One of the full color heads up display prototypes at CES, from Texas Instruments, could work with a backup camera to show images of objects behind the car projected onto the windshield.
Texas Instruments, which is bringing its DLP projection technology to the car for the first time, said it expects its technology to appear in production vehicles in 2015.
It claims its heads up display is one of the brightest in the industry.
Harman also showed a heads up display (HUD) prototype at CES, and also claims a display brighter than anything available today. But it’s clear that full color HUDs offering augmented reality images projected on to the windshield, are inching closer to production.
HUDs are considered one of the soaring growth areas for car electronics, with sales expected to climb by 50 percent (CAAGR) through 2018, according to Strategy Analytics. (Some other categories expected to have similar high growth include drowsiness detection, front LED lighting, stop/start, lane departure warning, and blind spot monitoring.”)
Texas Instruments said its HUD would be suited to the aftermarket. It could display lane departure warning cues and hands free calling information, plus navigation cues (where the arrow for the next turn always hovers in the correct spot on the windshield where the turning lane appears).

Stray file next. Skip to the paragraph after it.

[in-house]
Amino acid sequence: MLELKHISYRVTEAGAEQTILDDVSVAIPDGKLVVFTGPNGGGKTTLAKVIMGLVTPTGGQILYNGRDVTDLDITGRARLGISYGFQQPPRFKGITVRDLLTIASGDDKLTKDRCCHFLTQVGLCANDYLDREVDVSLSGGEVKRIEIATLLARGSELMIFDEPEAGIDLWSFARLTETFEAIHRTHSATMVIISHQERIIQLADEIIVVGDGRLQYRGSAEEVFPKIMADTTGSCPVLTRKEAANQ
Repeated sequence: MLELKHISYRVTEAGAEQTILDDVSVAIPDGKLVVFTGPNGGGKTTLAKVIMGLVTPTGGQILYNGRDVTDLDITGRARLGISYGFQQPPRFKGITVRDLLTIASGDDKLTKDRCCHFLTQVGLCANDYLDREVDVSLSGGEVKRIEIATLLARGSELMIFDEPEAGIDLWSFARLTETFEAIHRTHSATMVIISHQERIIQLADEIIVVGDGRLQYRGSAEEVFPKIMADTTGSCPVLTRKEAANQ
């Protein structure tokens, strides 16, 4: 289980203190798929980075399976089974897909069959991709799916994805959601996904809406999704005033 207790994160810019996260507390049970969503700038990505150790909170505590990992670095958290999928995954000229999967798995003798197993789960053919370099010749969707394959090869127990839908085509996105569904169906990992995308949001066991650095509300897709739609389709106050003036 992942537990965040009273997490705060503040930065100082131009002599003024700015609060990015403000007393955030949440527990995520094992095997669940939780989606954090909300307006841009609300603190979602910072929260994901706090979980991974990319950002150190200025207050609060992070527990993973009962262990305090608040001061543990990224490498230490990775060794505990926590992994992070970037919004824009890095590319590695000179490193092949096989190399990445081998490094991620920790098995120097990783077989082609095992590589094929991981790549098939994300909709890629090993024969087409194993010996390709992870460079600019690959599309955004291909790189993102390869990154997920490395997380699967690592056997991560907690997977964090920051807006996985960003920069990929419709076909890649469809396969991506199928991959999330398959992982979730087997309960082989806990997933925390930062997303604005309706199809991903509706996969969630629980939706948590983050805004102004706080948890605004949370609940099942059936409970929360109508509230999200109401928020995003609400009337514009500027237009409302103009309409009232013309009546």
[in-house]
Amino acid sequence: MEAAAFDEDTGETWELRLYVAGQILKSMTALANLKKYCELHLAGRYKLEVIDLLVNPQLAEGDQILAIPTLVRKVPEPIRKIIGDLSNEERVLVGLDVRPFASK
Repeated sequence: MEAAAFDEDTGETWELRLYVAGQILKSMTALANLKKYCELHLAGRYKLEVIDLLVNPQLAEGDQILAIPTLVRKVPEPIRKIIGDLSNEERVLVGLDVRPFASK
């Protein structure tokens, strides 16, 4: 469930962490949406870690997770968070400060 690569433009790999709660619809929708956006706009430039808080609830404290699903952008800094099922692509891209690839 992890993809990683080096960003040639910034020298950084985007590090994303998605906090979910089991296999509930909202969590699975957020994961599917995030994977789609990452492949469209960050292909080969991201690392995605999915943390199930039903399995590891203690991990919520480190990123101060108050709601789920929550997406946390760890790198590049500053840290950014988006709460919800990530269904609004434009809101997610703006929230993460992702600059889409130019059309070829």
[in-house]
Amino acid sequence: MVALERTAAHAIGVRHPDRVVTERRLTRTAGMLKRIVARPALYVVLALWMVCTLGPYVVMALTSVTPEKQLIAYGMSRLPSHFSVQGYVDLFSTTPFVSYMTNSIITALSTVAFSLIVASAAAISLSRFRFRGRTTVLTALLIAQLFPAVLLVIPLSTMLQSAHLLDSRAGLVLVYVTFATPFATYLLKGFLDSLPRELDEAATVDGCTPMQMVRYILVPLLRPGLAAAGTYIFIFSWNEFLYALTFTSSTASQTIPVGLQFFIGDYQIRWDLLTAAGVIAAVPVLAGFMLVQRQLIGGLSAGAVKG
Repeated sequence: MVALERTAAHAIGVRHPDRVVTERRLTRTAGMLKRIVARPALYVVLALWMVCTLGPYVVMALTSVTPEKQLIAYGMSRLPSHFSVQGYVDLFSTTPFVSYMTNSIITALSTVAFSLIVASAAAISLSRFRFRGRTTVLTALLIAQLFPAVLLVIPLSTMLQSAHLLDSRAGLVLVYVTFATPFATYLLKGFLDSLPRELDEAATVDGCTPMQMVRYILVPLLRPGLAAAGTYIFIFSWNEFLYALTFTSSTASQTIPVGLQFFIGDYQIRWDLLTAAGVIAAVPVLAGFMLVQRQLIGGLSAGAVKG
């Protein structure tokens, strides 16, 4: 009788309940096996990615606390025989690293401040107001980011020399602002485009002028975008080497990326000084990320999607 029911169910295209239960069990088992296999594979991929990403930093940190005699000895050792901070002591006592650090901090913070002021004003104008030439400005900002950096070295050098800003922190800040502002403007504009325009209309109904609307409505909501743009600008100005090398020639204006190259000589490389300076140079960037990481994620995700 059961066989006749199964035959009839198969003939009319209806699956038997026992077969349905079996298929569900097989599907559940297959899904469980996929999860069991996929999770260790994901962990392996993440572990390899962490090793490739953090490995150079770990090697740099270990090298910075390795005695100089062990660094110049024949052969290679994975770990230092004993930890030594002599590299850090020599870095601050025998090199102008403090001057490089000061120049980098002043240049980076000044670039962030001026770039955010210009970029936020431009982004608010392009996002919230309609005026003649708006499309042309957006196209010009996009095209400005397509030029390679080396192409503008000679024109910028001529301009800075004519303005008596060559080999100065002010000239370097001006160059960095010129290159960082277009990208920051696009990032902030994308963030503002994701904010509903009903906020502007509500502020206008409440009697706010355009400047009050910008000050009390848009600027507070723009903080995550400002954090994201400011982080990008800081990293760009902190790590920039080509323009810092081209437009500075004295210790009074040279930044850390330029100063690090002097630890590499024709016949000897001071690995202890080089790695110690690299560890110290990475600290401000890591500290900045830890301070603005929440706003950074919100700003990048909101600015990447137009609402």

Harman’s system showed similar functions and also added IR gesture control in its concept dashboard. When a call comes in that you don’t want to accept, you can “swipe” away the call and redirect it to the passenger’s phone.
We were told that heads up displays appear to the driver to be 6 feet away. This is an ideal “distance” making it easier for the driver to switch his focus from the road ahead to the display, according to automotive supplier QNX.
Pioneer did not show again its heads up display at CES, but has been offering it since July in Japan as part of a $5,000 option. The company is still working on bringing the technology to the U.S. said VP Marketing Ted Cardenas at CES.
Also at CES, Kenwood once again demonstrated its heads up display using proprietary JVC Kenwood LCOS (Liquid Crystal On Silicon) technology. It said the display will be offered for OEM use initially.